Acclaimed photographer Jürgen Schadeberg, perhaps best known for his photograph of South Africa’s first democratic president Nelson Mandela looking out through the bars from inside his former cell on Robben Island, has died at the age of 89, it was reported on Sunday.
“Sadly Jürgen passed away yesterday [Saturday] due to stroke/age-related issues. He was 89, had a full life, and his photos will live on,” IOL reported his wife Claudia as having said.
Schadeberg’s photo of Mandela was voted by the London Photographers Gallery as one of the 50 most memorable images of the 20th century, IOL reported.
According to South African History Online, Schadeberg was born in Berlin on March 18, 1931. He studied at the School of Optic and Photechnic in Berlin and worked as an apprentice for the German Press Agency for two years.
In 1950 he moved to South Africa to join his mother and stepfather, and in September 1951 he joined Drum magazine as their official photographer and layout artist. This followed a stint with a developing and printing company, printing amateur pictures, and a position at a studio photographing families.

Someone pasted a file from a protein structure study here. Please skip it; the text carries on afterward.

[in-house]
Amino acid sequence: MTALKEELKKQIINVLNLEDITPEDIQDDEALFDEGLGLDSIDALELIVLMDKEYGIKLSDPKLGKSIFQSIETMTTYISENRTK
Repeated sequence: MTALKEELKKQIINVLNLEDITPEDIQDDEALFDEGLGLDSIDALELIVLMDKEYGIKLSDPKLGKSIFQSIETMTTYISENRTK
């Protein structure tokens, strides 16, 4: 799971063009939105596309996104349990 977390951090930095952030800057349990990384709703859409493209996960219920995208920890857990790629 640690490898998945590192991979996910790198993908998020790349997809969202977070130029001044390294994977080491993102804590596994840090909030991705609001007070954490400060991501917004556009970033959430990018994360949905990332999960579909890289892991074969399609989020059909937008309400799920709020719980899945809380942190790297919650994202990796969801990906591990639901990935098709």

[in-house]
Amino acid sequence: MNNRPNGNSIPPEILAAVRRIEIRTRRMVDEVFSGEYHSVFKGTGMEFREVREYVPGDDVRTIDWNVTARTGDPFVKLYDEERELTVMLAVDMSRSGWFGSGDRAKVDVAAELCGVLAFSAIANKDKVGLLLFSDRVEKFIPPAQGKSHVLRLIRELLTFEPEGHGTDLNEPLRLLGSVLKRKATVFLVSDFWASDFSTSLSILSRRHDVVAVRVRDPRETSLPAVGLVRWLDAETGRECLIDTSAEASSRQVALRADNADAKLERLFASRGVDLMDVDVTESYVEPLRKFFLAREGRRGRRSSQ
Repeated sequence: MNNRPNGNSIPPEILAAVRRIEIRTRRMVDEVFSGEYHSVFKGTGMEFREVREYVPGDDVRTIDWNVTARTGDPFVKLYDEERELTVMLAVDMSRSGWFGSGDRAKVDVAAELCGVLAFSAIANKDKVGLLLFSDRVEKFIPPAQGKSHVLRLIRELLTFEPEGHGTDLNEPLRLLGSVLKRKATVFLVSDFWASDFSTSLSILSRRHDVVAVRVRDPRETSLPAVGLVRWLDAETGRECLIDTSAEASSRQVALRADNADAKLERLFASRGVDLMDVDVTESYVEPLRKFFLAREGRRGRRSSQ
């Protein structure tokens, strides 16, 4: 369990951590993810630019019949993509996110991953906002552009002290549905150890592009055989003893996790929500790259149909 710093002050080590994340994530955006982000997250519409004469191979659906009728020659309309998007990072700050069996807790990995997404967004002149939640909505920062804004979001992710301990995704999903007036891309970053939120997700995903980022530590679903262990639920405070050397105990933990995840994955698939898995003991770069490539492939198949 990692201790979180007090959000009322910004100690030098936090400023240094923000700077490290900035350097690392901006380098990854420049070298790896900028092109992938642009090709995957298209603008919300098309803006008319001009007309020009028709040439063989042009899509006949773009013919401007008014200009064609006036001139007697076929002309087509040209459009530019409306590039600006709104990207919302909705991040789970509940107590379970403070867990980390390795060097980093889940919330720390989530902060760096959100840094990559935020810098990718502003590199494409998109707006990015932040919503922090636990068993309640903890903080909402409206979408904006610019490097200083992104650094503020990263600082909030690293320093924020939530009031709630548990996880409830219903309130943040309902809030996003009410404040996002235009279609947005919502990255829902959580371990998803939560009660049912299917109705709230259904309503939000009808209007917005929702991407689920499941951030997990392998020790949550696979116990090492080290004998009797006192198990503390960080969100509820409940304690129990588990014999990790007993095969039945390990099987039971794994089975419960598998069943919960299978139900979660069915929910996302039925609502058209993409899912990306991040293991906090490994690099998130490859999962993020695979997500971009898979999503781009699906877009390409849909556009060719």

Schadeberg became a teacher and mentor to some of the most creative South African photographers of his time, including Henry Nxumalo, Bob Gosane, Earnest Cole, Ian Berry, and John Brett Cohen. He was acknowledged as a leading photographer and teacher, who was open and knowledgeable about black life and culture, according to SA History Online.
He left the magazine in 1959 to become a freelance photographer. In 1964, Schadeberg moved to London as the editor of Camera Owner magazine, which later became Creative Camera.
He returned to Africa in 1972, travelling to Botswana, Tanzania, Senegal, Mali, Kenya, and Zaire, now the Democratic Republic of Congo (DRC), to take photographs, and later returned to London, also working in Europe and the US.
Schadeberg returned to South Africa in 1984 and again worked as a photojournalist. He photographed many historic events, including the defiance campaign in 1952, the 1956 treason trial, and the Sharpeville funeral of 1960.